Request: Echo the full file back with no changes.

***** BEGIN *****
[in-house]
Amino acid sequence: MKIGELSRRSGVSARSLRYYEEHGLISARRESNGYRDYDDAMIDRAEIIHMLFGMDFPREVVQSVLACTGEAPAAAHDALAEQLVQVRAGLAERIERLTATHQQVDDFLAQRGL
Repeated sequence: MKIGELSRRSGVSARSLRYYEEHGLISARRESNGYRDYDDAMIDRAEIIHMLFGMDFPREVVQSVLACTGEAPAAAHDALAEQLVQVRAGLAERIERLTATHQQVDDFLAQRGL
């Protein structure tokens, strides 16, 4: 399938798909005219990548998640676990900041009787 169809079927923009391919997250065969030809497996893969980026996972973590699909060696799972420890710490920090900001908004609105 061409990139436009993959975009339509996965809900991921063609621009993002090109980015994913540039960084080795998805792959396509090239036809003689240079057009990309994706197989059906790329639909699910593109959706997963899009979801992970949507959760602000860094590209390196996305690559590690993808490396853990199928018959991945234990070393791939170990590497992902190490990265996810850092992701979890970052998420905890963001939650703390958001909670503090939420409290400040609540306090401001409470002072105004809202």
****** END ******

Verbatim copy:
[in-house]
Amino acid sequence: MKIGELSRRSGVSARSLRYYEEHGLISARRESNGYRDYDDAMIDRAEIIHMLFGMDFPREVVQSVLACTGEAPAAAHDALAEQLVQVRAGLAERIERLTATHQQVDDFLAQRGL
Repeated sequence: MKIGELSRRSGVSARSLRYYEEHGLISARRESNGYRDYDDAMIDRAEIIHMLFGMDFPREVVQSVLACTGEAPAAAHDALAEQLVQVRAGLAERIERLTATHQQVDDFLAQRGL
């Protein structure tokens, strides 16, 4: 399938798909005219990548998640676990900041009787 169809079927923009391919997250065969030809497996893969980026996972973590699909060696799972420890710490920090900001908004609105 061409990139436009993959975009339509996965809900991921063609621009993002090109980015994913540039960084080795998805792959396509090239036809003689240079057009990309994706197989059906790329639909699910593109959706997963899009979801992970949507959760602000860094590209390196996305690559590690993808490396853990199928018959991945234990070393791939170990590497992902190490990265996810850092992701979890970052998420905890963001939650703390958001909670503090939420409290400040609540306090401001409470002072105004809202």